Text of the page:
Dell Inspiron Mini 10
Hi-res display netbook, anyone?
Review Dell's cheap and cheerful Mini 10v is a firm favourite here at Vulture Central but some potential customers are doubtless more interested in capability and functionality rather than absolute economy. So, with that in mind, we thought it wise to take a quick gander at the top end of Dell's netbook offering, the Mini 10 complete with all the trimmings, almost.
Dell's Inspiron Mini 10
Externally, the only difference between the 10 and the 10v is the flush fitting screen cover. Aesthetically it makes little difference but it does mean that wiping the screen clean is easier so for that reason alone we will count it as an improvement. Everything else – the size, the weight, the keyboard, the daft sticky-out SD card slot, the rather bulbous 6-cell battery housing, the one piece track pad and click bar, the lack of easy access to the memory slot – is identical to the 10v so we won't bother repeating ourselves, just take a shufti at the 10v write up.
It's only inside that things start to differ. The Mini 10 is available with Intel's low power Z series Atom processor rather than the N series used in the 10v. To be precise, you can have your Mini 10 with either a 1.33GHz Z520 or a 1.6GHz Z530 chip. Both come with a 533MHz FSB, 512KB L2 cache and 1GB of DDR 2 memory and the only operating system on offer is Windows XP. As you would expect, the graphics are handled by the integrated Intel GMA 500.
Wireless connectivity supports 802.11b/g Wi-Fi. As with the 10v, to upgrade to 802.11n you’ll need to cough up an extra tenner. On the plus side the 10 ships with Bluetooth 2.1+EDR, as standard. The only hard drive on offer is a 160GB 5,400RPM SATA HDD – even though the technical spec on the Dell web site lists a 250GB unit as an option, this doesn't appear when you come to 'build' your machine.
The first and obvious difference between the 10 and the 10v – and just about any other netbook for that matter – is the screen resolution. Take one look at the Mini 10's 10.1in screen and its pretty obvious you are not in Kansas any more, because at 1366 x 768 the Mini 10's screen has the same glorious resolution and perfect 16:9 ratio as Dell's current grown up Inspiron 15 range and is equally bright, crisp and colourful.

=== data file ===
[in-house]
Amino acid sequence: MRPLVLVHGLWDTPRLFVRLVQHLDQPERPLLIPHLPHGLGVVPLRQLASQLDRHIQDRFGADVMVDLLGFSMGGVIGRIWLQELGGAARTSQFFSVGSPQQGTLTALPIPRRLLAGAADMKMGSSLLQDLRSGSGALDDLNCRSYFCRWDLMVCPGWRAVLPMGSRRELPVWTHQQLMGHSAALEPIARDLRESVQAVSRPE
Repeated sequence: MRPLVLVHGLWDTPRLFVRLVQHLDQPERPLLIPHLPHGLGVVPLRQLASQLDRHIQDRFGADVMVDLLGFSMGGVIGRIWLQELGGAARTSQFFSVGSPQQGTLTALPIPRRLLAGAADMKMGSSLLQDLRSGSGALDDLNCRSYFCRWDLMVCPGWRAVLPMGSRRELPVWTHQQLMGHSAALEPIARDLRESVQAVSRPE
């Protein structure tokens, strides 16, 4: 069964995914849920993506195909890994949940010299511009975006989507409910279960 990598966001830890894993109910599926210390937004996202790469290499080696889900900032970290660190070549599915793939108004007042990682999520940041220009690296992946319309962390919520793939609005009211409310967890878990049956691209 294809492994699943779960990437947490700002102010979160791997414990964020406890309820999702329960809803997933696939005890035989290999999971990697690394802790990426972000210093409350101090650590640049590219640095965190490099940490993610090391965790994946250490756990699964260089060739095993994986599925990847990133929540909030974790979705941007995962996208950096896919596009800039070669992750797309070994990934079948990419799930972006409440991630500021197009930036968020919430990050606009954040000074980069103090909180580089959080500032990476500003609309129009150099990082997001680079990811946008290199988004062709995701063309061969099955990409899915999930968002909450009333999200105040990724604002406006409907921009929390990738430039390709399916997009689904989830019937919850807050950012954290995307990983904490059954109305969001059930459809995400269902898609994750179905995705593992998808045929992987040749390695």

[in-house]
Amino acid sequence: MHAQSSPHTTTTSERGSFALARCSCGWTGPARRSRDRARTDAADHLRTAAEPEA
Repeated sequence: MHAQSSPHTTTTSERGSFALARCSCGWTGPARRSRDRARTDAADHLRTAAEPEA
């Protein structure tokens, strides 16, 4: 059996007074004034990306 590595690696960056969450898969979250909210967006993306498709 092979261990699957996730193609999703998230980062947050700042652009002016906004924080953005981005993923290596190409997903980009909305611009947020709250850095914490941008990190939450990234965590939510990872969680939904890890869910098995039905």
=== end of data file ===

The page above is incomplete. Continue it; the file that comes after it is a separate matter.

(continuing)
The 10.1in screen delivers a vibrant, high resolution, 16:9 image
Not only does the higher than the netbook norm resolution mean you get to see web pages in their entirety – which, as a benefit, speaks for itself – but it also renders video with a clarity you just don't get on 1024x600 – or 1024x576 in Dell's case – machines.
I've heard they're adding an option for 2GB of RAM some time this month, which would make it that little bit more tempting...
For me the 768 is tempting - a number of the visual novels I play need at least 768 to run. Still though - I can wait another year, and what with our police force do you really want to be carrying a netbook around?
@ El Reg site designers
"Not only does the higher than the netbook norm resolution mean you get to see web pages in their entirety..."
Do you? Really?
It's true that on a 1366 wide screen you do get to see a good deal more of web pages with a liqud layout. Which is all good.
Or... you get to see the full width of the few odd web pages that are fixed at a width wider than 1024. Which is nice to have.
But... for fixed width pages 'optimised' for 1024 width screens, the benefits are merely marginal on a 1366 wide screen. Which is easy to get frustrated about, considering the premium price of the otherwise useful larger screen.
But who would do such a thing?
Already ordered an Asus 1005HA-H.
Like the upped screen-res though, better than the current standard that all other netbooks have
GMA500 is badly let down by poor drivers.
Drivers do exist for linux, but GPL issues causing packaging problems AIUI.
Ubuntu 9.04 drivers are getting there. Info here:
If the reviewer had trouble getting 1080p video to decode smoothly, that suggests non-optimnal XP drivers were installed.
I have witnessed a GMA500 based system simultaneously decoding HD (1080p bluray rip) and SD streams (one on screen one on external display) as smooth as silk.
Vista/Win7 drivers seem to be more mature: